Microsoft engineers have already ported the ProcDump utility and are currently working on porting ProcMon as well. More tools to follow.
Microsoft Sysinternals- A Microsoft exec has confirmed yesterday on Twitter that the company’s engineers are working on porting the highly popular Sysinternals software package to Linux.
The revelation was made after another Microsoft employee announced hours before that the company had already ported the ProcDump application –that’s part of the bigger Sysinternals collection– to Linux.
A Linux version of the ProcDump Sysinternals tool. Contribute to Microsoft/ProcDump-for-Linux development by creating an account on GitHub.
Mario Hewardt, Principal Program Manager for Azure Diagnostics at Microsoft, later confirmed that Microsoft was also working on porting another Sysinternals utility named ProcMon to Linux as well.
According to Hewardt, these ports are part of the company’s larger plan to make the Sysinternals package available for Linux users in the coming future.
For readers who are not aware what Sysinternals is, this is a collection of free software utilities that were developed back in 1996 to help with Windows debugging. Microsoft acquired Wininternals, the company behind the tools, in 2006, but continued to develop the tools, which it has been making available on its TechNet portal ever since.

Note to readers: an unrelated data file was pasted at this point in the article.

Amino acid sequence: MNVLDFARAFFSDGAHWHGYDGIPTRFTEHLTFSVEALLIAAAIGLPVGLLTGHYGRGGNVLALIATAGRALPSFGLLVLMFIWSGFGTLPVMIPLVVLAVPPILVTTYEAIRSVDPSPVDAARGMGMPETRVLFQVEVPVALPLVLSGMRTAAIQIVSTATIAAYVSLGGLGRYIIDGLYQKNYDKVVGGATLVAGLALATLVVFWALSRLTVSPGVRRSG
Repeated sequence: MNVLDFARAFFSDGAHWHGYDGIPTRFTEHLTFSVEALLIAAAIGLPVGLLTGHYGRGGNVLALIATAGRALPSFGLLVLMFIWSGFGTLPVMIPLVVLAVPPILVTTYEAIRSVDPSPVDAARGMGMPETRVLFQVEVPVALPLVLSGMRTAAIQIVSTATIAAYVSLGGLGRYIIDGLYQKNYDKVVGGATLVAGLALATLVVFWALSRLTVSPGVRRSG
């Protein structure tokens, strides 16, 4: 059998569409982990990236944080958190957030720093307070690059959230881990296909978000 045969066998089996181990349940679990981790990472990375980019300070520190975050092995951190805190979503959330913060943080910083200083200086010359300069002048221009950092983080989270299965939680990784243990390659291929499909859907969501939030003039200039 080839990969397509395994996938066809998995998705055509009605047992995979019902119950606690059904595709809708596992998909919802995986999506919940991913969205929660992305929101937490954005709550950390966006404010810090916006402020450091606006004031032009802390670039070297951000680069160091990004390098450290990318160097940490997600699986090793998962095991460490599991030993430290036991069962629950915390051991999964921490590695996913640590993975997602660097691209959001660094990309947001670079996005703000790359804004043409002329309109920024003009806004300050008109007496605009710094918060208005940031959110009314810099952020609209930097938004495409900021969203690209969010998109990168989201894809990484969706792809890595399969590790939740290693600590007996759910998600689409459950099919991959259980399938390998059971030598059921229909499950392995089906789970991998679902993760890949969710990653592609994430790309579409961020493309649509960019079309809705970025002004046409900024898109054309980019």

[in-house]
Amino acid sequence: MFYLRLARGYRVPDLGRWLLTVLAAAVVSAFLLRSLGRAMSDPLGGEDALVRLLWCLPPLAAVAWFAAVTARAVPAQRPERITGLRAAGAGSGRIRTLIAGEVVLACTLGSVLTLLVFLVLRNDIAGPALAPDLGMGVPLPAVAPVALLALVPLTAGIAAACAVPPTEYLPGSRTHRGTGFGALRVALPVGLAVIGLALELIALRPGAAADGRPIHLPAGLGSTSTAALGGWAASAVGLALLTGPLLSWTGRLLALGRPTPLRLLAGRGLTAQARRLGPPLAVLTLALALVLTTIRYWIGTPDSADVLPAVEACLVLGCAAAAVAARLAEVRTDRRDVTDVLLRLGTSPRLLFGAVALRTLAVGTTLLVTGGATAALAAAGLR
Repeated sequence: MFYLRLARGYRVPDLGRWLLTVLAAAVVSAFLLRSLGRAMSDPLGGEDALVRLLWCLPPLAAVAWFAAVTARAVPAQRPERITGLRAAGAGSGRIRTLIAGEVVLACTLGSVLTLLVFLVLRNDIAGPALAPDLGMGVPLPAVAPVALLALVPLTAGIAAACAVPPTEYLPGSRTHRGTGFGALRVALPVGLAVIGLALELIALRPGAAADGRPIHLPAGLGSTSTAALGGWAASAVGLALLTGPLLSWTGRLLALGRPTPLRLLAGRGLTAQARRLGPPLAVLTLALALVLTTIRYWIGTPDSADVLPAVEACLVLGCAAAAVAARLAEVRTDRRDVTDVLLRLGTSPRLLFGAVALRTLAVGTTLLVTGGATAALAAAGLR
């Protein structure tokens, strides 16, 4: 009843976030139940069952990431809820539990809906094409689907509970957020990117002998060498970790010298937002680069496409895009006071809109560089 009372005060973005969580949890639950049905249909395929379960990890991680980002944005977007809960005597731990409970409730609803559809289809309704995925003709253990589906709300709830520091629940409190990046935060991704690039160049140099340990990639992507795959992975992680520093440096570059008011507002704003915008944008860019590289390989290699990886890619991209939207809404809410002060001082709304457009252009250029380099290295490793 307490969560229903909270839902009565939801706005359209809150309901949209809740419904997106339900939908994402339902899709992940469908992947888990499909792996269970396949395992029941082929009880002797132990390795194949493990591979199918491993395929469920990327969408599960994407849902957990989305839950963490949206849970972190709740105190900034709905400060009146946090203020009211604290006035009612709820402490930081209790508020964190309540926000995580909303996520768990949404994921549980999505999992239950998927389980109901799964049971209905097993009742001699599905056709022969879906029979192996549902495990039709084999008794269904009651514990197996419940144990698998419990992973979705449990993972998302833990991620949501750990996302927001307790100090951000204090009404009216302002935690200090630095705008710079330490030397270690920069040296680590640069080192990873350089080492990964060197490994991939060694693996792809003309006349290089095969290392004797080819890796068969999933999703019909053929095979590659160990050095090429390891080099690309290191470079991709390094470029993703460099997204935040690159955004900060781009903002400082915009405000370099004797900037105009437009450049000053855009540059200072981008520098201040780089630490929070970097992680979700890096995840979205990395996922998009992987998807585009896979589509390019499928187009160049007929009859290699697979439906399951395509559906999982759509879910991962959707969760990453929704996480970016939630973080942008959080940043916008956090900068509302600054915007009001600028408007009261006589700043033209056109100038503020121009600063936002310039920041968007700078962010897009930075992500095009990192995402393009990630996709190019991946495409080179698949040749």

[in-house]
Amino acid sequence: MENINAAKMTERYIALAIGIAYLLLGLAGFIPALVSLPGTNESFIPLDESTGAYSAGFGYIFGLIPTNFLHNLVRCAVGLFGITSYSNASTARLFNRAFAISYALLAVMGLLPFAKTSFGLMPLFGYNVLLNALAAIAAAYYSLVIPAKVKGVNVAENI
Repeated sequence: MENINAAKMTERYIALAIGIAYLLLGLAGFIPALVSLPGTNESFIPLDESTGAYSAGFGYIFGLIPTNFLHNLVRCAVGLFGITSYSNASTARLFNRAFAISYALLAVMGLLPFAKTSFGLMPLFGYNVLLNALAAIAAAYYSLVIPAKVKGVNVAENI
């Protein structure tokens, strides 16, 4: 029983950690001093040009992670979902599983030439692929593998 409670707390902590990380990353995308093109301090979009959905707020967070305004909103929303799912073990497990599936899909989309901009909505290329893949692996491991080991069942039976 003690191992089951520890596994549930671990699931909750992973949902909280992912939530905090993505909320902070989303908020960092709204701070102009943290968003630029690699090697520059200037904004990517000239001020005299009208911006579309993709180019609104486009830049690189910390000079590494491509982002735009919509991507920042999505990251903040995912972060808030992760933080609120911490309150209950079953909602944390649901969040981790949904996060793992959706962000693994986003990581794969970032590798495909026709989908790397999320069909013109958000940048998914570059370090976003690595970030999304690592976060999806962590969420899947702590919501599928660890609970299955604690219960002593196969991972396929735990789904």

The Sysinternals collection currently includes tens of tools that can be used debugging CPU and memory performance, analyzing local processes, formatting hard drives, log analysis, network debugging, verifying file integrity, and many other more.
Currently, Sysinternals is without a doubt at the top of any system administrator’s list of must-have tools. Besides sysadmins, the tools are also extremely popular with security researchers, who also use them to hunt malware.
Microsoft’s decision to port this highly popular debugging utility to Linux comes after two months ago, in September, Scott Guthrie, Microsoft’s executive vice president of the cloud and enterprise group, revealed that “sometimes slightly over half of Azure VMs are Linux.”
With Linux’s growing adoption as the preferred OS for running Azure VMs, it’s only natural that Azure engineers are now looking into porting their favorite debugging utilities to Linux, for both themselves but also for the company’s customers.